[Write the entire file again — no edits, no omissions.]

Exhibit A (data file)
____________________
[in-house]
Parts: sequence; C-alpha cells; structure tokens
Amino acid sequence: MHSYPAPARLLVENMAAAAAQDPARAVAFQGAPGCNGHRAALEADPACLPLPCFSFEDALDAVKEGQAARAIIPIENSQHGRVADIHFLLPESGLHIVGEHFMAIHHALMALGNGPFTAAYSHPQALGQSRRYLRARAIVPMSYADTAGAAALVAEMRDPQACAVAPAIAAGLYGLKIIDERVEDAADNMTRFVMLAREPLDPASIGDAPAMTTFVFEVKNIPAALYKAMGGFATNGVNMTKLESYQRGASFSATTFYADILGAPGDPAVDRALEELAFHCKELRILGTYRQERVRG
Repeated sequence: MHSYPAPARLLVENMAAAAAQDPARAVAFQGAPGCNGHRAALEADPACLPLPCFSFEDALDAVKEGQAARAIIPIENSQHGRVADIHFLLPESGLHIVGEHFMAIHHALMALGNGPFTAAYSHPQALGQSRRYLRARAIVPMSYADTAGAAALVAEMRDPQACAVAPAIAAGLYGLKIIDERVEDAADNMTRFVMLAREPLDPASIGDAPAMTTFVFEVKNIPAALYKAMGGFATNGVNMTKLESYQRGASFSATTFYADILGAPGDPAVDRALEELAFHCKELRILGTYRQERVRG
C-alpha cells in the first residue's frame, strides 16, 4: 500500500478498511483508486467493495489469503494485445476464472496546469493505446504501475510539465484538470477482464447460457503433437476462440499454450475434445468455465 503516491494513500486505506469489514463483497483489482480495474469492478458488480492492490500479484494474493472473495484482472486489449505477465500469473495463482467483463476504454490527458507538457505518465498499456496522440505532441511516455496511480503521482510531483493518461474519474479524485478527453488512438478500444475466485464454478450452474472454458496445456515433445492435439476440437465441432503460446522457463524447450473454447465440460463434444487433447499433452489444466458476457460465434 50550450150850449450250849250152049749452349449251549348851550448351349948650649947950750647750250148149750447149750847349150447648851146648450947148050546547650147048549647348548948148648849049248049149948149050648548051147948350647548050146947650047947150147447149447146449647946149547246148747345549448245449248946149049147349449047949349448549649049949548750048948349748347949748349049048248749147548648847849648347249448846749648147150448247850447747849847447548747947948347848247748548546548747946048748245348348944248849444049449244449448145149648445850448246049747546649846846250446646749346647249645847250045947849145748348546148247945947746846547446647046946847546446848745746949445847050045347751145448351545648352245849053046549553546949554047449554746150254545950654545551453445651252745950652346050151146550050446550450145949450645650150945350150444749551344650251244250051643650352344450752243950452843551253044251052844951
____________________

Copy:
[in-house]
Parts: sequence; C-alpha cells; structure tokens
Amino acid sequence: MHSYPAPARLLVENMAAAAAQDPARAVAFQGAPGCNGHRAALEADPACLPLPCFSFEDALDAVKEGQAARAIIPIENSQHGRVADIHFLLPESGLHIVGEHFMAIHHALMALGNGPFTAAYSHPQALGQSRRYLRARAIVPMSYADTAGAAALVAEMRDPQACAVAPAIAAGLYGLKIIDERVEDAADNMTRFVMLAREPLDPASIGDAPAMTTFVFEVKNIPAALYKAMGGFATNGVNMTKLESYQRGASFSATTFYADILGAPGDPAVDRALEELAFHCKELRILGTYRQERVRG
Repeated sequence: MHSYPAPARLLVENMAAAAAQDPARAVAFQGAPGCNGHRAALEADPACLPLPCFSFEDALDAVKEGQAARAIIPIENSQHGRVADIHFLLPESGLHIVGEHFMAIHHALMALGNGPFTAAYSHPQALGQSRRYLRARAIVPMSYADTAGAAALVAEMRDPQACAVAPAIAAGLYGLKIIDERVEDAADNMTRFVMLAREPLDPASIGDAPAMTTFVFEVKNIPAALYKAMGGFATNGVNMTKLESYQRGASFSATTFYADILGAPGDPAVDRALEELAFHCKELRILGTYRQERVRG
C-alpha cells in the first residue's frame, strides 16, 4: 500500500478498511483508486467493495489469503494485445476464472496546469493505446504501475510539465484538470477482464447460457503433437476462440499454450475434445468455465 503516491494513500486505506469489514463483497483489482480495474469492478458488480492492490500479484494474493472473495484482472486489449505477465500469473495463482467483463476504454490527458507538457505518465498499456496522440505532441511516455496511480503521482510531483493518461474519474479524485478527453488512438478500444475466485464454478450452474472454458496445456515433445492435439476440437465441432503460446522457463524447450473454447465440460463434444487433447499433452489444466458476457460465434 50550450150850449450250849250152049749452349449251549348851550448351349948650649947950750647750250148149750447149750847349150447648851146648450947148050546547650147048549647348548948148648849049248049149948149050648548051147948350647548050146947650047947150147447149447146449647946149547246148747345549448245449248946149049147349449047949349448549649049949548750048948349748347949748349049048248749147548648847849648347249448846749648147150448247850447747849847447548747947948347848247748548546548747946048748245348348944248849444049449244449448145149648445850448246049747546649846846250446646749346647249645847250045947849145748348546148247945947746846547446647046946847546446848745746949445847050045347751145448351545648352245849053046549553546949554047449554746150254545950654545551453445651252745950652346050151146550050446550450145949450645650150945350150444749551344650251244250051643650352344450752243950452843551253044251052844951